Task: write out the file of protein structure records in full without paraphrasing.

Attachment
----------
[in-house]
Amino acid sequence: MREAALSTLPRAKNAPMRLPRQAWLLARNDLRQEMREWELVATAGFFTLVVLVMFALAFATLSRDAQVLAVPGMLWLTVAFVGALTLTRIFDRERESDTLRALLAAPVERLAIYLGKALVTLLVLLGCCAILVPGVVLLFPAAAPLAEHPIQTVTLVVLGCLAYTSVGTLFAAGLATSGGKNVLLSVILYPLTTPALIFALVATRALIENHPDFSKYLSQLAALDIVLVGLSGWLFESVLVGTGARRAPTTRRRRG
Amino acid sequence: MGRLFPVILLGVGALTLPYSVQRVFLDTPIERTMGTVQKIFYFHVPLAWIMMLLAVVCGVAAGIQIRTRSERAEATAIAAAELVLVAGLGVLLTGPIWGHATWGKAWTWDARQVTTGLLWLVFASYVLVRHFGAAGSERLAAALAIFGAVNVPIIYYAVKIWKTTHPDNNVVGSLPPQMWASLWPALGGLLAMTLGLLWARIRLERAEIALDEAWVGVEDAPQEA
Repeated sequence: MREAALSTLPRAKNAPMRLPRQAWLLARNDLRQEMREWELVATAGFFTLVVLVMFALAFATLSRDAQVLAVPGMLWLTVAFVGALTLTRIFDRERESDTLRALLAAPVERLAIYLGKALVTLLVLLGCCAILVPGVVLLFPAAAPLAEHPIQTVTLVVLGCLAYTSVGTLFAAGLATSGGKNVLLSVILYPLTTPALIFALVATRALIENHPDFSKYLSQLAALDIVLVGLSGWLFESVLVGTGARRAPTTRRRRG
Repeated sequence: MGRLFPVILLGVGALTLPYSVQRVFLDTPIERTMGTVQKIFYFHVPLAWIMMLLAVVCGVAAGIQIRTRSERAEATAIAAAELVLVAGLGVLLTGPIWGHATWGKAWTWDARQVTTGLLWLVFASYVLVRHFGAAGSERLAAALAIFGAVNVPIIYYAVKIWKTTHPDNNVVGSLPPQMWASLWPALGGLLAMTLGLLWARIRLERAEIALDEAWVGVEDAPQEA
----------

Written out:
[in-house]
Amino acid sequence: MREAALSTLPRAKNAPMRLPRQAWLLARNDLRQEMREWELVATAGFFTLVVLVMFALAFATLSRDAQVLAVPGMLWLTVAFVGALTLTRIFDRERESDTLRALLAAPVERLAIYLGKALVTLLVLLGCCAILVPGVVLLFPAAAPLAEHPIQTVTLVVLGCLAYTSVGTLFAAGLATSGGKNVLLSVILYPLTTPALIFALVATRALIENHPDFSKYLSQLAALDIVLVGLSGWLFESVLVGTGARRAPTTRRRRG
Amino acid sequence: MGRLFPVILLGVGALTLPYSVQRVFLDTPIERTMGTVQKIFYFHVPLAWIMMLLAVVCGVAAGIQIRTRSERAEATAIAAAELVLVAGLGVLLTGPIWGHATWGKAWTWDARQVTTGLLWLVFASYVLVRHFGAAGSERLAAALAIFGAVNVPIIYYAVKIWKTTHPDNNVVGSLPPQMWASLWPALGGLLAMTLGLLWARIRLERAEIALDEAWVGVEDAPQEA
Repeated sequence: MREAALSTLPRAKNAPMRLPRQAWLLARNDLRQEMREWELVATAGFFTLVVLVMFALAFATLSRDAQVLAVPGMLWLTVAFVGALTLTRIFDRERESDTLRALLAAPVERLAIYLGKALVTLLVLLGCCAILVPGVVLLFPAAAPLAEHPIQTVTLVVLGCLAYTSVGTLFAAGLATSGGKNVLLSVILYPLTTPALIFALVATRALIENHPDFSKYLSQLAALDIVLVGLSGWLFESVLVGTGARRAPTTRRRRG
Repeated sequence: MGRLFPVILLGVGALTLPYSVQRVFLDTPIERTMGTVQKIFYFHVPLAWIMMLLAVVCGVAAGIQIRTRSERAEATAIAAAELVLVAGLGVLLTGPIWGHATWGKAWTWDARQVTTGLLWLVFASYVLVRHFGAAGSERLAAALAIFGAVNVPIIYYAVKIWKTTHPDNNVVGSLPPQMWASLWPALGGLLAMTLGLLWARIRLERAEIALDEAWVGVEDAPQEA